At pub trivia our quizmaster stopped by the table every Monday to check on our progress, usually concerned about whether or not Who’s Next was still alive. My cellphone buzzed itself into a coma with constant text messages of tie-breaking middle-ﬁngers. DH spent an entire Saturday at Starbucks helping to keep my beloved Clap Your Hands alive, much to the chagrin of MI (“Rumours Is A Perfect Album”). 3D and RF made their every live-and-in-person roulette appearance an inebriated adventure: halfway into a pitcher of PBR at Old Ironsides, no one on earth could have taken more pleasure at cackling out “Bob Dylan sucks!” over and over again than EH (he had, of course, ample opportunity: ol’ Bob accounts for eight of the 400, many of which hung on until late in the game).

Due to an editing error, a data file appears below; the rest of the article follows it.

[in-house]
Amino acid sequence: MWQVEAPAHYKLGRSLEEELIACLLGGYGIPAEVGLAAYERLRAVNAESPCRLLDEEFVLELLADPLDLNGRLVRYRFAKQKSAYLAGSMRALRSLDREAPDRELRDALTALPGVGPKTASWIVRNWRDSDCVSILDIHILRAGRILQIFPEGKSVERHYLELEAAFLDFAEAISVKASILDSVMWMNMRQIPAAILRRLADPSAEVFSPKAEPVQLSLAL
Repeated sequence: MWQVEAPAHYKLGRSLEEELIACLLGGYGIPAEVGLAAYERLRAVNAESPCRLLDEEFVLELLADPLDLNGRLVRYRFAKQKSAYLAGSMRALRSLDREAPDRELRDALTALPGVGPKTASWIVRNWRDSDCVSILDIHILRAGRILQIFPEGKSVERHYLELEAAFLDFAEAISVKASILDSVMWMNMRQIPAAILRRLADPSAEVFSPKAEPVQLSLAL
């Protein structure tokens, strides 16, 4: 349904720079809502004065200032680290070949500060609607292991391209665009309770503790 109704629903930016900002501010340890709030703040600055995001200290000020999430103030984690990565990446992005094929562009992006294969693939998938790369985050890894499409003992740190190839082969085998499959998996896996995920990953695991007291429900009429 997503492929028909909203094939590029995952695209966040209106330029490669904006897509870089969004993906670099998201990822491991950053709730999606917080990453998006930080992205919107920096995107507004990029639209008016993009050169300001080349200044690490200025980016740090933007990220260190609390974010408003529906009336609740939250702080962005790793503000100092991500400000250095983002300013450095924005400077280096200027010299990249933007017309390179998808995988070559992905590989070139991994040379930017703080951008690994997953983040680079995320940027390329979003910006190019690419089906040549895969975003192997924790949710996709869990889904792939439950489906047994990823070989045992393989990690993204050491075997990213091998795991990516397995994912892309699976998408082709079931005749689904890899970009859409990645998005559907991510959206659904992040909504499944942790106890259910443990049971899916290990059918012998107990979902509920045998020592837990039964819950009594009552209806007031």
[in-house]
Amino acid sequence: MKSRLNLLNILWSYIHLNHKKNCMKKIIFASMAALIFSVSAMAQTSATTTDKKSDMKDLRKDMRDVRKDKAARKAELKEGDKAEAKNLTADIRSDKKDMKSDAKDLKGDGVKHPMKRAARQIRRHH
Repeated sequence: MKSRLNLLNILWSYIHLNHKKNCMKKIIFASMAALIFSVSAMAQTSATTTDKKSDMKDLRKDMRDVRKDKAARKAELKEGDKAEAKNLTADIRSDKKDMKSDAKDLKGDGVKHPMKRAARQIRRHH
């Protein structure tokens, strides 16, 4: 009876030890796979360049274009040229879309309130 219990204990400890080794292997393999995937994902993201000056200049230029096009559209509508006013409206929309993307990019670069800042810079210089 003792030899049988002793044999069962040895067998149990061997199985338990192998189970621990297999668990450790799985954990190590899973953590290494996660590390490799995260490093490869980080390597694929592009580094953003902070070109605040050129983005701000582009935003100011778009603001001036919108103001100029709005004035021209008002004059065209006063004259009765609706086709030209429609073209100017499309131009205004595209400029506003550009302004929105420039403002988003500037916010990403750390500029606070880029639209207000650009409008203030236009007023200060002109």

And, ﬁnally, at two a.m. at my kitchen table, the night of the Idle Time Summer Games, a full two and a half months after we started this mess, ﬁve determined Roulette addicts (including RF, Mighty Morphin’ drunk off his ass and screaming “What is that album and why does it keep beating everything that I hold most dear?”), sat and dealt, dealt and pointed, pointed and reshufﬂed… until all 400 index cards had numbers written on them and were forever housed in their little black cardﬁle.
Speaking of that cardﬁle, when I ﬁnally did crack it open to start slamming this book together, expecting to be hit by a profound feeling of accomplishment or closure, I was instead hit in the face by a smell reminiscent of the bottom of a monkeycage. Iseyblood and asspockets, and all manner of strange stains and hitchhiking debris. My scanner bed will never be the same.
For the record, Bob Dylan doesn’t really suck. Even though I’m probably the most guilty of voicing to the contrary. That gloriously-jewfro’d troubadour is all over the list, including four spots in the Fabulous Fifty. And if we ever get around to rouletting our favorite album covers, he’ll be my match-up champion thanks to one pretty clear-cut favorite.